New Bonaventure

Last summer I visited both coasts of Canada and despite doing lots of sketching, I didn’t get much painting done. Now that teaching is over for the semester I have a bit of time to revisit some of the scenes that I never got around to painting. New Bonaventure, Newfoundland, is where The Grand Seduction was filmed. If you saw the movie, you’ll remember Taylor Kitsch arriving in this bay by boat while the whole town plays cricket on the upper green. It’s quite a spectacular setting with the dark hills behind.

In my studio paintings I’ve been trying to work in larger formats which makes the work too big to scan. This was photographed, which is a production in itself. Getting the right lights, balancing the colour, setting up a tripod… it takes about as long to do as it does to paint the watercolour. Painted on Fabriano Artistico CP, 140 lb, 30″ x 20″.

NewBonaventure


20 Comments on “New Bonaventure”

  1. Pat brookes says:

    I want to visit that beautiful place AND see the movie! Gorgeous!

  2. Mary says:

    Wow – this is fantastic – very dramatic and moving.

  3. Dee says:

    I am drooling!

  4. dezabaleta says:

    Beautiful watercolor !

  5. Lyn Seley says:

    That’s amazing….what is the trick to going big, just pretend your are doing a small painting but use bigger brushes? As a sketchbook artist I have not been able to make the leap!

    • That’s a great question Lyn. And one that I’ve thought about a lot.
      Big brushes help, there’s no question about that. But the real trick and the one I’ve discovered through much experimentation and many trashed paintings, is to have enough wash on the brush and in fact, to mix up lots of wash in advance on the palette. If you don’t, your brush will run dry while you are trying to cover the larger surface of the paper and that will lead to dry looking paintings. I use a big mop brush and have it really wet for those first washes. I want the wash to be wet enough that I can go back into it with more colour before it dries.
      If you’d like, we can work on that during our workshop. Bring some bigger sheets of paper, for example, quarter sheets of watercolour paper, if you are used to using small sketchbooks. I’ll show you how to do a large wash.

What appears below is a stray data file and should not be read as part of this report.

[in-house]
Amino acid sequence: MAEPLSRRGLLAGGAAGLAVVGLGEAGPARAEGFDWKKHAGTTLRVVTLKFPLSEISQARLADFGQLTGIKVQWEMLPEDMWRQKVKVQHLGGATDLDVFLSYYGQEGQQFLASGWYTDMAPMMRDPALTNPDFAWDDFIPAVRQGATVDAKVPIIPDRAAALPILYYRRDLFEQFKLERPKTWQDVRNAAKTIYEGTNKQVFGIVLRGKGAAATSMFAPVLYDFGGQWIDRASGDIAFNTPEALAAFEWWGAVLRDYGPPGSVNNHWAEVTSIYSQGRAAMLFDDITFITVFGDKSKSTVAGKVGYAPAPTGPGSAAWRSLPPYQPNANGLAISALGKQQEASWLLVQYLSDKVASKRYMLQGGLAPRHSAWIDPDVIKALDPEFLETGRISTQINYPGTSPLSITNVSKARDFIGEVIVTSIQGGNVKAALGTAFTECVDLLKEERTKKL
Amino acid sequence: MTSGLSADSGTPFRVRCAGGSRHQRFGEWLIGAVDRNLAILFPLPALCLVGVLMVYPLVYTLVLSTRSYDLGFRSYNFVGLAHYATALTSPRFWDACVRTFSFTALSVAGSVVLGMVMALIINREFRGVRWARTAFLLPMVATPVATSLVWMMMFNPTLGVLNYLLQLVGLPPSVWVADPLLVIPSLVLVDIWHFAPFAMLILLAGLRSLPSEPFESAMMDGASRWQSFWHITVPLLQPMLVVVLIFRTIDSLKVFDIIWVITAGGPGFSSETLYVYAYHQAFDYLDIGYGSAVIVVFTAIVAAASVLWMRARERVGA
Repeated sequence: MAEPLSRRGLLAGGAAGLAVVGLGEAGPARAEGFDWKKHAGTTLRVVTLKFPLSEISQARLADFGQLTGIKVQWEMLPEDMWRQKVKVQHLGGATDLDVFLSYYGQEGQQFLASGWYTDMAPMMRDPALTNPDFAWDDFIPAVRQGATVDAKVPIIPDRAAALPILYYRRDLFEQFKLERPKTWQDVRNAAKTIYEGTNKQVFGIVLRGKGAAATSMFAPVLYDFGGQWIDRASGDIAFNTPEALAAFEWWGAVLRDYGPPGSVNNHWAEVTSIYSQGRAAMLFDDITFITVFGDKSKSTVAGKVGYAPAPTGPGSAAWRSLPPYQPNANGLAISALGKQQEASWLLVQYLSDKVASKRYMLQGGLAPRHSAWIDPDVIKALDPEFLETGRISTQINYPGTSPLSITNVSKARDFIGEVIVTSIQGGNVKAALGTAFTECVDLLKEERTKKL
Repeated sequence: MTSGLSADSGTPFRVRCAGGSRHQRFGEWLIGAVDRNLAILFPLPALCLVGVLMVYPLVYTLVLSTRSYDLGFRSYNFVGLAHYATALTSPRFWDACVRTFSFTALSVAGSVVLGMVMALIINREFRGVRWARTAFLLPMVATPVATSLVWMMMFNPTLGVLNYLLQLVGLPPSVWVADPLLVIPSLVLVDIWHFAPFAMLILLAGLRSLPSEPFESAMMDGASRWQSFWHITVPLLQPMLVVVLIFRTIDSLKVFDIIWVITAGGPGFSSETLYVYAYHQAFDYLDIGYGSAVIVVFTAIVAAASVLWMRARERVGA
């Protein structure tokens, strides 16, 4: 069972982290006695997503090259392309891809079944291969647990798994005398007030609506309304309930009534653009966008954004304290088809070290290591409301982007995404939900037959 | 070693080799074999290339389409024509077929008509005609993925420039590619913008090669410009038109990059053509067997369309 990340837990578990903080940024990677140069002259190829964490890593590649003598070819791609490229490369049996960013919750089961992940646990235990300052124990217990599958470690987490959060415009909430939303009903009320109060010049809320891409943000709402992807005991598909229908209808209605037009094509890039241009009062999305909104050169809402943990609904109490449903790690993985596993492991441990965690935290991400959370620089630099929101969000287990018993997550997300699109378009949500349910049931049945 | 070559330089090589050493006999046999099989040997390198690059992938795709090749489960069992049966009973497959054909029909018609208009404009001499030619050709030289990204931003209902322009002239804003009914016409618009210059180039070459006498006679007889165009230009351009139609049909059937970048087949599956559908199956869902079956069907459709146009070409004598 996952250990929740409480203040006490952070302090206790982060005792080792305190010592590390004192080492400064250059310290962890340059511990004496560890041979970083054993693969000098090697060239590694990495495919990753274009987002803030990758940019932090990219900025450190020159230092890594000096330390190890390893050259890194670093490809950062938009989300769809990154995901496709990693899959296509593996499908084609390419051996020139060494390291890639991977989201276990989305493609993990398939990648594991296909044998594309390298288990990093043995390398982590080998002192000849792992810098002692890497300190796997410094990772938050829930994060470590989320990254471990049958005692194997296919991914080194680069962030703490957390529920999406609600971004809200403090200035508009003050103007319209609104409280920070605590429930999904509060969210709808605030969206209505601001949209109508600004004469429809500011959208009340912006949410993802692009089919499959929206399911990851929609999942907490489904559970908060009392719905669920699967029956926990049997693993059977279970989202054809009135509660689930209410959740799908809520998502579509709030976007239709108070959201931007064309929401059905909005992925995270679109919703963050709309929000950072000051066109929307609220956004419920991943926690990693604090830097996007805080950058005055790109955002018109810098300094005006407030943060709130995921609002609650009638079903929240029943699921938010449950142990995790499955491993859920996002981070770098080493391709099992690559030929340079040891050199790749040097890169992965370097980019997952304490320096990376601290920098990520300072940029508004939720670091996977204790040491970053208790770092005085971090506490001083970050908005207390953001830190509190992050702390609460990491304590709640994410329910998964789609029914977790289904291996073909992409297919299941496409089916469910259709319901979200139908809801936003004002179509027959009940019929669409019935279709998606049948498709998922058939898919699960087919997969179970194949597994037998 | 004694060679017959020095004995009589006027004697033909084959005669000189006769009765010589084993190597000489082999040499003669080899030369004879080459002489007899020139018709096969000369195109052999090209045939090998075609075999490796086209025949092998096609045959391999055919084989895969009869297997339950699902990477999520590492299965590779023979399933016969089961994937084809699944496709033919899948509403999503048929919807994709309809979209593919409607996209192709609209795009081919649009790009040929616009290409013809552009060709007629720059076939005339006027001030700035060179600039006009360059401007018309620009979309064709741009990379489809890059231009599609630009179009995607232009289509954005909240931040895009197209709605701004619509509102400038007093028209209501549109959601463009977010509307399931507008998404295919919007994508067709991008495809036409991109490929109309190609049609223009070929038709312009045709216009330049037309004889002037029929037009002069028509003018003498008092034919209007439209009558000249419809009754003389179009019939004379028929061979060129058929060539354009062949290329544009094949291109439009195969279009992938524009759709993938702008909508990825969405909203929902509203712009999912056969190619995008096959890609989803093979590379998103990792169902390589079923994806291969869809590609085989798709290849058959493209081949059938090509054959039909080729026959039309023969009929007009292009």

6. Linda says:

    Just so wonderful, Shari! I feel like I am there, looking down at that view.

  7. Ross says:

    I really like this… going bigger seems to suit you. I like the detail in those buildings along the shoreline and the way that contrasts with the really un-detailed way that you handled the hills and foliage in the distance. The loos approach to the foreground is also interesting. My eye just keeps dancing all over the sheet.

    • Thanks so much Ross. I am trying to work bigger and I’m really enjoying it so I really appreciate your feedback. There are so many scenes from Newfoundland that I still want to paint. It was a really special place.

      • Ross says:

        It is a great scene… reminds me of Peggys Cove which I visited some years ago… I could have parked myself there for a week and done nothing but sketch.

      • That’s one place in Canada that I never visited and have regretted it ever since. We were in Halifax and Lunenberg which on either side of it but never there. Glad you got to see it.

      • Ross says:

        That’s funny. I have seen a well-know bit of Canada that is almost on your doorstep. It is often the way… we travel around the world to see things, but don’t get to see the things in our own backyard that people, from the other side of the world, travel to see.

        It is worth the effort to visit Peggy… similar to New Bonaventure but with a beautiful white lighthouse… perfect for watercolour.


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